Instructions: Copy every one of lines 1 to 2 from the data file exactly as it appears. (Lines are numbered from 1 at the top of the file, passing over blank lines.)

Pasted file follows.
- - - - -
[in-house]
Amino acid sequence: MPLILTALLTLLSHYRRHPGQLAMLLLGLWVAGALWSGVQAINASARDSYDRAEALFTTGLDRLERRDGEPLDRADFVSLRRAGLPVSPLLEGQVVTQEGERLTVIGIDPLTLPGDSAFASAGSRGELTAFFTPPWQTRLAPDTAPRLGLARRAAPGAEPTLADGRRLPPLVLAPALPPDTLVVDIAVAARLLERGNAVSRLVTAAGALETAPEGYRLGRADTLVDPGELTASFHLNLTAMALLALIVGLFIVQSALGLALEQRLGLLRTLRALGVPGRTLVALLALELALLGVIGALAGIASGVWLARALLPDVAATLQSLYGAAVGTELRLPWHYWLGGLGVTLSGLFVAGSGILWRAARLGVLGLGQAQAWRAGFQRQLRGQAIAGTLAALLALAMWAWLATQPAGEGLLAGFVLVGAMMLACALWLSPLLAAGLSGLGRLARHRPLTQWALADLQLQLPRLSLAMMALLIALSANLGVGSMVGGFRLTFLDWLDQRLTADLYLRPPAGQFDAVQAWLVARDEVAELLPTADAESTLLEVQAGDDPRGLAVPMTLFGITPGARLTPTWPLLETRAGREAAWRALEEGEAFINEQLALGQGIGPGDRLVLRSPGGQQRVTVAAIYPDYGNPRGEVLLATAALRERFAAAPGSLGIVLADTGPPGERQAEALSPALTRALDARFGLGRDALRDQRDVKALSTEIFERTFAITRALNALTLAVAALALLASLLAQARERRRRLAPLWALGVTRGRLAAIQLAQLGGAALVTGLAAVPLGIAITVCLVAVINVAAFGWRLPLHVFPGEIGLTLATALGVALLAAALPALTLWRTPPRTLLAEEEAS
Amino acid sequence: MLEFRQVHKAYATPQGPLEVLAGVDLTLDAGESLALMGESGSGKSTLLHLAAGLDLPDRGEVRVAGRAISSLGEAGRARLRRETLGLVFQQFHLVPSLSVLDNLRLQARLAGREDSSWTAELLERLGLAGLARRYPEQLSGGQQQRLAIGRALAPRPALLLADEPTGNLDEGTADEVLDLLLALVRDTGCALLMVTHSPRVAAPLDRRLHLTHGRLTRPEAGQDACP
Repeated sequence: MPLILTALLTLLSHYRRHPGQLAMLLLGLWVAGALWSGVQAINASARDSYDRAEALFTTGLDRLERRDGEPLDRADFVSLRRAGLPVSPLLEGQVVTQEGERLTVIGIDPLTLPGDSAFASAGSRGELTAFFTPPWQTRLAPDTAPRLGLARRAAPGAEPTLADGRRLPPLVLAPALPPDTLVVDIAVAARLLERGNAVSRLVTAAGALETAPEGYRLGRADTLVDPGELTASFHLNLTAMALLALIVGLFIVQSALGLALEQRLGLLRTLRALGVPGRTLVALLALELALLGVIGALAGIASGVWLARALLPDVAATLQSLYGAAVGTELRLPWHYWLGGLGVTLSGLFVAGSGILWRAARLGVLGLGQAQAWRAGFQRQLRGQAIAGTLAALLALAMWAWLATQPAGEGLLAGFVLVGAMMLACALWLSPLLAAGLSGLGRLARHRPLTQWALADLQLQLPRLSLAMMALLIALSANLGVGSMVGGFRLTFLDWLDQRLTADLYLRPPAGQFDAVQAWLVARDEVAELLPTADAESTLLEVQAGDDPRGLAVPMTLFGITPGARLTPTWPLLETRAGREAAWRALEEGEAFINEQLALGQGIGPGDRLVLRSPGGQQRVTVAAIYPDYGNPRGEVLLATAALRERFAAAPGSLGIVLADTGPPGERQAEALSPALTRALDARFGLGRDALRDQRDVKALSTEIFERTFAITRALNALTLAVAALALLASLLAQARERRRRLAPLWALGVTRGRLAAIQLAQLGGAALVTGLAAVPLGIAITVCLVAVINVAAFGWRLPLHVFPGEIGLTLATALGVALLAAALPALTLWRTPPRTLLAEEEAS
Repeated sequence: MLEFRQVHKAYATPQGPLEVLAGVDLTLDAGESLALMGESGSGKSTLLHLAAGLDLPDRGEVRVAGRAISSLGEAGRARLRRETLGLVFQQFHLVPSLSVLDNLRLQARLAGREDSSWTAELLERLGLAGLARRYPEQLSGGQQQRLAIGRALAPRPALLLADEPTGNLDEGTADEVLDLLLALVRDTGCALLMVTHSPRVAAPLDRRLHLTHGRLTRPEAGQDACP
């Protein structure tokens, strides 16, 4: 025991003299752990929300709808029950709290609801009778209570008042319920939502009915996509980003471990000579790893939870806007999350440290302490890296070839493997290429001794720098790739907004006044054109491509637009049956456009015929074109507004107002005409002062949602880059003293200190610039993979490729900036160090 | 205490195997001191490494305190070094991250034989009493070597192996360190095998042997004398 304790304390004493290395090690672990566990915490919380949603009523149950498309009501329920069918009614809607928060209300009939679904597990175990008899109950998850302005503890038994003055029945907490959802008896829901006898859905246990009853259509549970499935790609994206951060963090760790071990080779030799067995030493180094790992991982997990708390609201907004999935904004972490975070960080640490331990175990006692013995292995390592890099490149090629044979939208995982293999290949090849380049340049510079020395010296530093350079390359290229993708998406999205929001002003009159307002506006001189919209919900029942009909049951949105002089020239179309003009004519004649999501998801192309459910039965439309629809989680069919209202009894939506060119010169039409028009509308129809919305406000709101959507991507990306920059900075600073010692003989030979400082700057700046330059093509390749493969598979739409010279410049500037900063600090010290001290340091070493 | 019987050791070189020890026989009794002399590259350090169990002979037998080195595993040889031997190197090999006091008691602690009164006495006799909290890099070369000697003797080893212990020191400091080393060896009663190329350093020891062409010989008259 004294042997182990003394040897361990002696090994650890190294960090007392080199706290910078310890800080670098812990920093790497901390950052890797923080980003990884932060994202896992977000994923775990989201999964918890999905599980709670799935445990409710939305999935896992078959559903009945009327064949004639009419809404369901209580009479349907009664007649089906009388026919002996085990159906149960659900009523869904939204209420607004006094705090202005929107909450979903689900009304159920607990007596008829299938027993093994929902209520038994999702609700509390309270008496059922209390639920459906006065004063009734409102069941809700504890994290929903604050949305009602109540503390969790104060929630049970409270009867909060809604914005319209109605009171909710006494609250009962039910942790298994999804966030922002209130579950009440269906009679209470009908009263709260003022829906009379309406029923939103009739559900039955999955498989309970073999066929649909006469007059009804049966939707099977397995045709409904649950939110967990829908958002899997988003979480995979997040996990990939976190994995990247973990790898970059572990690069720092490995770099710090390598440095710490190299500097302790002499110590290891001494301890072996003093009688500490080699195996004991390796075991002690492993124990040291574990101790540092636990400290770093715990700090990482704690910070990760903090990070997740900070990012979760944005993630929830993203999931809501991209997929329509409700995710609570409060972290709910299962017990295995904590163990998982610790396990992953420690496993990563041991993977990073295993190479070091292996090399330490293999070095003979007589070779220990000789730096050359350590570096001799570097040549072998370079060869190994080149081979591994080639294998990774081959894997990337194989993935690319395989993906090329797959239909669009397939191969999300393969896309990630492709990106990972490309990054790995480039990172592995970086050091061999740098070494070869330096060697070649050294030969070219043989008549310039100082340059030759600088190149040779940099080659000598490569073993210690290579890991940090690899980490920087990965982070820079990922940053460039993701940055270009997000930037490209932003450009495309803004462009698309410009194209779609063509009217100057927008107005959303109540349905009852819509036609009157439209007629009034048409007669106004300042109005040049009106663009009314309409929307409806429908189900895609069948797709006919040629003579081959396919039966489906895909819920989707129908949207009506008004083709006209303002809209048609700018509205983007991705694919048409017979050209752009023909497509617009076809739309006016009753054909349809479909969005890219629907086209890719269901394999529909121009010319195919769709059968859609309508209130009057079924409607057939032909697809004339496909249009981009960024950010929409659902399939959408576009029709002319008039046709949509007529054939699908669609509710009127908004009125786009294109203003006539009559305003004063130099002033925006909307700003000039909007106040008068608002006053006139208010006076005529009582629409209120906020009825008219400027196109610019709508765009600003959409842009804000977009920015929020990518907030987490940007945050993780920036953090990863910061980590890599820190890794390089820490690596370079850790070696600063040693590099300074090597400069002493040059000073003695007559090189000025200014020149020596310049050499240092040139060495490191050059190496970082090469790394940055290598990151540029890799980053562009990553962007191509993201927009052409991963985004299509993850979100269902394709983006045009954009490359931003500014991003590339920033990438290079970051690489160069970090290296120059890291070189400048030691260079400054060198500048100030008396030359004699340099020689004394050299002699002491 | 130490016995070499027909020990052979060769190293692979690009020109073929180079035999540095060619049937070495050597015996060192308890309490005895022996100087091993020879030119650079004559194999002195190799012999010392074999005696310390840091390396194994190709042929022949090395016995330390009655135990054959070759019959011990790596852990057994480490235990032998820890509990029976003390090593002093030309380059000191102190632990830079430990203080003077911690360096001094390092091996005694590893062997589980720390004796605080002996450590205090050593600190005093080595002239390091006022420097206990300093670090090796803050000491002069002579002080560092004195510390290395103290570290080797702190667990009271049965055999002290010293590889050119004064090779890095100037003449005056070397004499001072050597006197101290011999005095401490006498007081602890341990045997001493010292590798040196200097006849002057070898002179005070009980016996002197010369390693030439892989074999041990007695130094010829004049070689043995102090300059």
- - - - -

[in-house]
Amino acid sequence: MPLILTALLTLLSHYRRHPGQLAMLLLGLWVAGALWSGVQAINASARDSYDRAEALFTTGLDRLERRDGEPLDRADFVSLRRAGLPVSPLLEGQVVTQEGERLTVIGIDPLTLPGDSAFASAGSRGELTAFFTPPWQTRLAPDTAPRLGLARRAAPGAEPTLADGRRLPPLVLAPALPPDTLVVDIAVAARLLERGNAVSRLVTAAGALETAPEGYRLGRADTLVDPGELTASFHLNLTAMALLALIVGLFIVQSALGLALEQRLGLLRTLRALGVPGRTLVALLALELALLGVIGALAGIASGVWLARALLPDVAATLQSLYGAAVGTELRLPWHYWLGGLGVTLSGLFVAGSGILWRAARLGVLGLGQAQAWRAGFQRQLRGQAIAGTLAALLALAMWAWLATQPAGEGLLAGFVLVGAMMLACALWLSPLLAAGLSGLGRLARHRPLTQWALADLQLQLPRLSLAMMALLIALSANLGVGSMVGGFRLTFLDWLDQRLTADLYLRPPAGQFDAVQAWLVARDEVAELLPTADAESTLLEVQAGDDPRGLAVPMTLFGITPGARLTPTWPLLETRAGREAAWRALEEGEAFINEQLALGQGIGPGDRLVLRSPGGQQRVTVAAIYPDYGNPRGEVLLATAALRERFAAAPGSLGIVLADTGPPGERQAEALSPALTRALDARFGLGRDALRDQRDVKALSTEIFERTFAITRALNALTLAVAALALLASLLAQARERRRRLAPLWALGVTRGRLAAIQLAQLGGAALVTGLAAVPLGIAITVCLVAVINVAAFGWRLPLHVFPGEIGLTLATALGVALLAAALPALTLWRTPPRTLLAEEEAS